Mikey Garcia – Businessman or Fighter?
By Sam Genge: This weekend, Mikey Garcia will be moving up two weight divisions to take on the IBF Welterweight World Champion Errol Spence Junior, a man considered by many as the most feared at the 147 pound division. Is this a business move for Mikey or is he cut from the same cloth as the old generation of boxers who are just there to fight.
Mikey Garcia is still considered to be on a comeback to the sport after two and a half years of being inactive. Mikey fought against Burgos in January 2014 where he started having issues with his contract as well as not feeling as though his promoter was taking too large of a chunk of his fight purses. At this time, he was already a two weight division World Champion. In April of 2014 Mikey sued his promoter, Top Rank, and did not fight again until June 2016 against Rojas. Eventually Mikey re-signed with Top Rank and has made a winning return to the sport, gaining two more world titles in another two weight classes.
On November 13, 2018 the PBC announced that Mikey Garcia and Errol Spence Junior will be fighting for Spence’s IBF world title. This announcement shocked many and even kicked off a series of memes about the size difference and the obvious mammoth task Garcia faces. Moving up two divisions has not seen fighters have a great deal of success recently with Kell Brook and Amir Khan coming to mind as the obvious ones. On top of this, Spence is considered a big welterweight so Mikey is absolutely up against it in this fight.
“I was a killer, I wanted to hurt people in dramatic fashion, These boys these days are businessmen” – Mike Tyson.
Since the days of Ali, Tyson, Holyfield, Lewis, Chavez, to name a few, boxing really has become more about business in today’s world. Unfortunately, many fights that the public yearns to see are not made because of politics and business. I hate to mention him but Floyd is a classic example of this, he took fights with people when they made the most money for him and often when it protected his cherished “0”, in many ways he paved this business first minded approach to the sport. To throw in added complications, the rise of streaming services like DAZN along with promoter’s bickering with each other, have made the best fights often too difficult to make.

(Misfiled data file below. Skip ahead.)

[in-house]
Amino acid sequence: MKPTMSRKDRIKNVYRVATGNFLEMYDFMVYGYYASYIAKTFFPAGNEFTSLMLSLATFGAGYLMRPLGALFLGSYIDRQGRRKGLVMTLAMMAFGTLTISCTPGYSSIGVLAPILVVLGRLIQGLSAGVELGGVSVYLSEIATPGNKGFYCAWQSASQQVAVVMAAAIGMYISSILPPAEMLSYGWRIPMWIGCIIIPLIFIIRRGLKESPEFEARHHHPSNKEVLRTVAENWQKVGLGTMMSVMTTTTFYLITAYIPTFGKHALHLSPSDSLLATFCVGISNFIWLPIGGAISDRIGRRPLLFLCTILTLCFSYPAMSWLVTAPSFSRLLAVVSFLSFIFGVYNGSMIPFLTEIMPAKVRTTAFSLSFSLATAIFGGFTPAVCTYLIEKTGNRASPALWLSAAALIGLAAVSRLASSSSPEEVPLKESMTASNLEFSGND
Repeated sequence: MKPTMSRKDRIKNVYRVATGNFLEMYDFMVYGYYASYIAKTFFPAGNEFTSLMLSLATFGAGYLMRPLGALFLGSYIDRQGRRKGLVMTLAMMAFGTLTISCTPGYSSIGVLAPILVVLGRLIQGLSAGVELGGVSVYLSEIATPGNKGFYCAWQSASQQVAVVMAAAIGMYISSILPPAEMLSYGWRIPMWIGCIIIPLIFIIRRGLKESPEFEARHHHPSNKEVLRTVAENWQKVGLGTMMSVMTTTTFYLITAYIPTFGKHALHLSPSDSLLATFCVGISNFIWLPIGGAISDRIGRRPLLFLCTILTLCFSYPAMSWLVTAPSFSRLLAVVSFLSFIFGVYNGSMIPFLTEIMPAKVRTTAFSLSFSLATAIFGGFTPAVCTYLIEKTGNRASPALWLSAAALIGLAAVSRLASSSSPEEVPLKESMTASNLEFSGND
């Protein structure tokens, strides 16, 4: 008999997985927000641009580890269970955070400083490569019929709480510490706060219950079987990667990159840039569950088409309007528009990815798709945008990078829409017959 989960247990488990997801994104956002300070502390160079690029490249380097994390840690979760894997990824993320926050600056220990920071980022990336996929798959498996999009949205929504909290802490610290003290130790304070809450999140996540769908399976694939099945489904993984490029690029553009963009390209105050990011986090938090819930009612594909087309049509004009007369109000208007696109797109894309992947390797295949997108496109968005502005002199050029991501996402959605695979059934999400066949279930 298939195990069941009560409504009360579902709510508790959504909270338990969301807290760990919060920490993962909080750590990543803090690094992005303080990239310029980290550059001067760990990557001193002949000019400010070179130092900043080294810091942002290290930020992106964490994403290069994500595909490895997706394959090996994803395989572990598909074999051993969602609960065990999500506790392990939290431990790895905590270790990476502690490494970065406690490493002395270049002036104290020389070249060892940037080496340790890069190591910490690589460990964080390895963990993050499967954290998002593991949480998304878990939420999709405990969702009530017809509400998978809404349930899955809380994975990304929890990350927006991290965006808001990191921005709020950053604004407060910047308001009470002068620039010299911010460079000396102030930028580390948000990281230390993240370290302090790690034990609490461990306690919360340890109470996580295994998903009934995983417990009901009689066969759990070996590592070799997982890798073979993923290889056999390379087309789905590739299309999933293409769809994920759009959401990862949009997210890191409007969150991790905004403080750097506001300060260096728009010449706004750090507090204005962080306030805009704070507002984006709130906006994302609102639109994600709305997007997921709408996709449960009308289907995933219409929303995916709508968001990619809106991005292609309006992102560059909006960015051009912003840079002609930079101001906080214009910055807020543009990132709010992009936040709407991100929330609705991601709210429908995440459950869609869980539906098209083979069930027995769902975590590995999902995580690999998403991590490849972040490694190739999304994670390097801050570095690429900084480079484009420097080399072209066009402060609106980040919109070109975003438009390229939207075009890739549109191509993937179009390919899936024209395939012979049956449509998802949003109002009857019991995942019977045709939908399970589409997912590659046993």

Everybody wants to make money in this world, so it’s easy to understand that boxers see the likes of Floyd making 100m for a fight and think that is what they should be earning. AB is a classic example of this, he turned down Eddie Hearn’s offer of a guarantee close to 2.5m a fight, in a three fight deal. AB scoffed on social media and stated that he is worth way more money. He went on to make a guarantee of 2m for a fight against a genuine money maker in Manny Pacquiao, which was also his first pay per view main event. Now, who knows when and if he will fight again.
There are still big names for Mikey to fight at lightweight where he would not have been scrutinised for staying, had he done so. The question that remains unanswered is this: why would Mikey not only accept this fight, but actively pursue it? Because Mikey is daring to be great, he is part of the small group of fighters today that are just that, fighters, not business men. In a sport full of businessmen, Mikey remains a fighter.